Some say the award was named by the Academy's Executive Secretary, Margaret Herrick, who said that the tiny statue reminded her of a favorite Uncle named Oscar and that is where the name originated back in 1931. Walt Disney is recorded as refering to his award as an "Oscar" during his 1932 acceptance speech. Some say the phrase was coined in Time columnist Sidney Skolsky's article on the 6th Annual Academy Awards in 1934 in reference to the Oscar won by Katharine Hepburn for Best Actress. Skolsky claimed that the name came from an old music hall joke, "Will you have a cigar, Oscar?" Some say that the legendary Bette Davis lays claim to naming the Oscars, naming her statue after her first husband, the band leader Harmon Oscar Nelson in 1936.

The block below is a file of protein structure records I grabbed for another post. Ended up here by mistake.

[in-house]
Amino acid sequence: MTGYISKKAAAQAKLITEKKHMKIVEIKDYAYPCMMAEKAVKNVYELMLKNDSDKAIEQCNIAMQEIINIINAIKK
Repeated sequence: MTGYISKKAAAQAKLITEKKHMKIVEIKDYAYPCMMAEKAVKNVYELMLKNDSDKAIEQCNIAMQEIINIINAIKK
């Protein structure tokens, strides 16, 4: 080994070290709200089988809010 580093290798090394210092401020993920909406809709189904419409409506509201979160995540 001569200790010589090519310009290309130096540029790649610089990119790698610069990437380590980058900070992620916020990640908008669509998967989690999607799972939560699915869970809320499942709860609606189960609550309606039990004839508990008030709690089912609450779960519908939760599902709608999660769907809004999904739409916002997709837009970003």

Whatever the origin, the Academy itself began using the term "Oscar" itself in 1939. It now owns a trademark on both the term "Oscar" and on the term "Academy Award". The Oscar itself is a unique piece of sculpture with its own interesting histo